By the end, it's like Hideo Kojima is writing from his deathbed and insisting the notes be published unedited. To its credit, the game touches on the most important themes of human existence – not a claim you could level at Saints Row 2 – but would benefit from stern self-inspection and bolder choices. Kojima hinted that the game's original ending was vetoed by staff members, but we suspect it was truer to his original vision. The 'new' ending suffers under the obligation of tying up all the loose ends, and some needless indulgence.
The most anticipated game in history isn't perfect. It isn't even as good as we hoped. But... we wanted it to be the Best Game Ever, and anything less was always going to be a comedown. Truth is, if we've reduced your expectations, if not made you a little sad about MGS4: good. No game could survive such a hideous weight of expectation. MGS4's final judgement won't – or rather, can't – be passed today, by knee-jerk critics or fans, but by history.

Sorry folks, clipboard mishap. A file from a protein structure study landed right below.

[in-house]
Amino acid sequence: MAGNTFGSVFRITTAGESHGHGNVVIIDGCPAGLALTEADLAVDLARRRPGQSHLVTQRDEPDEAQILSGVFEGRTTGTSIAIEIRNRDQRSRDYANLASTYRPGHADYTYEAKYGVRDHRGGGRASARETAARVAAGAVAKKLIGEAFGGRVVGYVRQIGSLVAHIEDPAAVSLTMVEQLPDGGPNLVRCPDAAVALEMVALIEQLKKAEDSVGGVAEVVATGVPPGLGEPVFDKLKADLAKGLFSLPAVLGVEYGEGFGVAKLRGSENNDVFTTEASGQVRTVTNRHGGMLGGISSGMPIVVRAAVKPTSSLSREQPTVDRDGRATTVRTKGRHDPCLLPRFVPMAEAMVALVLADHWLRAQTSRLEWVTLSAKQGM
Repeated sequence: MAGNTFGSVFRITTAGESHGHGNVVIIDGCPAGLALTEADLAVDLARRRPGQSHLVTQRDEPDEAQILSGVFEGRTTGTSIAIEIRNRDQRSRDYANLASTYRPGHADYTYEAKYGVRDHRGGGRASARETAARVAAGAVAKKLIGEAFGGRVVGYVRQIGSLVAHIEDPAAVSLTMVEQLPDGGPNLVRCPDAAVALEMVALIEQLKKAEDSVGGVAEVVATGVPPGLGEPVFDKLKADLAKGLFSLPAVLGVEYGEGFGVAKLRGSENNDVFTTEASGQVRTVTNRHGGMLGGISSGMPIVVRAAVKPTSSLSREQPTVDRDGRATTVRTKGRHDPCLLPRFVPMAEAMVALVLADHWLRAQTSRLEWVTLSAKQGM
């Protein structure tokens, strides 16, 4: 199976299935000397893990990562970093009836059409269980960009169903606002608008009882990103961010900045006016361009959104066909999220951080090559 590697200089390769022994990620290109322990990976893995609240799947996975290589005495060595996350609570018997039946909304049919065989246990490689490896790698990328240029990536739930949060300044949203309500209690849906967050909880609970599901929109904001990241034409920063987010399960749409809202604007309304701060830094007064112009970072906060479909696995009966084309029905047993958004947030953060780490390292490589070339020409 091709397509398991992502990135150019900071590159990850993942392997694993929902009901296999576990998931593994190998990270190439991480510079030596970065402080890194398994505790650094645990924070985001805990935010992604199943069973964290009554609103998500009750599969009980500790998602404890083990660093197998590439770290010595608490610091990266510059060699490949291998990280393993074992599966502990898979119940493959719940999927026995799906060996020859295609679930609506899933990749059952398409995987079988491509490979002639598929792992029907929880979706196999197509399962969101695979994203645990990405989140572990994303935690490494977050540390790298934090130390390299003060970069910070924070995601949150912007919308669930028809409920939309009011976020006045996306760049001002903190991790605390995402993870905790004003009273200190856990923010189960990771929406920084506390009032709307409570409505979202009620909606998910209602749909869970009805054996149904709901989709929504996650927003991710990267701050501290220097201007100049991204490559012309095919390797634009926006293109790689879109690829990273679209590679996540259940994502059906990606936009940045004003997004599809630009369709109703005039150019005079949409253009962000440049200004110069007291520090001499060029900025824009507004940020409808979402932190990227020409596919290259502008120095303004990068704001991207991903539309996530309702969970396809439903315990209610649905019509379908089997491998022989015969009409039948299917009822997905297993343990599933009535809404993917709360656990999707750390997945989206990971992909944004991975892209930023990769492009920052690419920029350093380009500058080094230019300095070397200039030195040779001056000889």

When Hideo Kojima is no longer around to make games of this calibre, then this wilfully rambling, frustratingly piecemeal, lovingly crafted, rallying cry for 'hardcore' games, will receive the inspection, and potential reverence, it deserves. It's at once forward-looking and nostalgic. And endings don't come much finer than that. As MGS's biggest fans, if we owe the series anything, it's unburdening it from the weight of expectation and our own hype. Nothing, nothing, would make us happier than being told we're wrong – in fact, we're resenting our gut reaction as we type, and keen to finish it again despite all our minor grievances – but either way, it's a journey we implore every gamer to take, regardless of their feelings for the series – because while the destination won't be to everyone's taste, the route is paved with gold. Damn. Now we're sad.
This review is taken from PSM3 Issue 102, on sale in the UK this Thursday (5 June)